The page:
Washington, D.C., has invited developers and entrepreneurs to participate in a public innovation challenge for the second time this year.
This latest contest — dubbed DCx — will ask participants to tackle this question: How will the future of public safety and health technology benefit from 5G networks, which promise increased Internet speeds to users? This is somewhat of a followup to a contest the city held earlier this year, the GigabitDCx challenge. That event attracted 116 participants and 21 eventual submissions.
The new DCx competition will be divided into two phases. After the first phase, the semi-finalists will split a $14,500 prize stipend, which they will use to further their concepts and build prototypes. The second phase will see them vying for $20,000 more in finalist prize money.
Participants will submit concepts online through a platform set up by the Washington, D.C., Office of the Chief Technology Officer. Through this platform, they can also engage with public agencies and communicate with fellow competitors (if they so choose, of course).
The entire competition is made possible through public-private collaboration, with a long list of participating groups that include East of the River Services, the DC Police Department, DC Fire and EMS, DC Health, Verizon’s 5G Lab, US Ignite and Mapbox. Competitors will also have access to engineer mentors and a host of subject-matter experts. The idea is that these experts in the space will be able to advise them and answer their questions as they proceed through the process.
Interested parties can follow the challenge at this website.
Arlington, Texas, Launches the Your City at Work Transparency Dashboard
Arlington, Texas, has launched a new website called Your City at Work, which aims to serve as a new performance measurement dashboard for the city online.
In the past, Arlington kept a quarterly spreadsheet of its performance measurements. The new dashboard on the website, however, was built with user experience in mind by the software company Esri, which has built many similar dashboards for cities across the country.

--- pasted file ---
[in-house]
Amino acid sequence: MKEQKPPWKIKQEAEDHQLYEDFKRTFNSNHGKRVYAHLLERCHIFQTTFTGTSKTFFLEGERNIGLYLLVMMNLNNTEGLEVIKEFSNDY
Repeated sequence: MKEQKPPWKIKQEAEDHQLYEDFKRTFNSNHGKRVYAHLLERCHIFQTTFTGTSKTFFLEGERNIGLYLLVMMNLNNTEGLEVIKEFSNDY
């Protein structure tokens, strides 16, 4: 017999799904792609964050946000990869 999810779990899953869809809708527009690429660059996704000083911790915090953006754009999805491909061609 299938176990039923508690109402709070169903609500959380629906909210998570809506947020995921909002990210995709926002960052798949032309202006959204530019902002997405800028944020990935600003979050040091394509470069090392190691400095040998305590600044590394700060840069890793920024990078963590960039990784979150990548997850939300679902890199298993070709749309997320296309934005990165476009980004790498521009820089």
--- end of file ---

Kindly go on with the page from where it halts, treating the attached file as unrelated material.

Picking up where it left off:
“Since the dashboard feature already exists in our product offering, cities like Arlington have the ability to create a performance measurement dashboard without using staff hours to build one from scratch or buying a service specifically to get access to it as a feature,” said Richard Leadbeater, Esri’s state government industry manager, in a press release. “This saves cities time and money, and that’s important to taxpayers.”
These sorts of accountability platforms have spread rapidly among city governments in recent years. It’s all part of a larger trend wherein local government is adapting a private-sector approach to its digital offerings, treating residents more like customers by building products with their experience in mind.
Citygrader.com Wants to be Yelp for Local Government
A new website wants you to review your local government, much as you’d review a new restaurant or a hotel stay by using Yelp or TripAdvisor.
That new website is called Citygrader.com, and it’s exactly what it sounds like: a site that the public can use to grade their city — specifically their local governments and public employees — based on the public service experience that they provide. This ties into the idea in the item above that there is a nationwide trend that’s seeing local governments and the people they serve become more focused on customer experiences in government.
Citygrader has an open access feature, too, which citizens can use to email mayors and commissioners about concerns or requests.
Citygrader is working currently to roll out nationwide, with plans calling for adding New York City and San Francisco by the end of the year. Currently, it is most widely available for cities and agencies in Florida.
Zack Quaintance is the assistant news editor for Government Technology. His background includes writing for daily newspapers across the country and developing content for a software company in Austin, Texas. He is now based in Washington, D.C. He can be reached via email.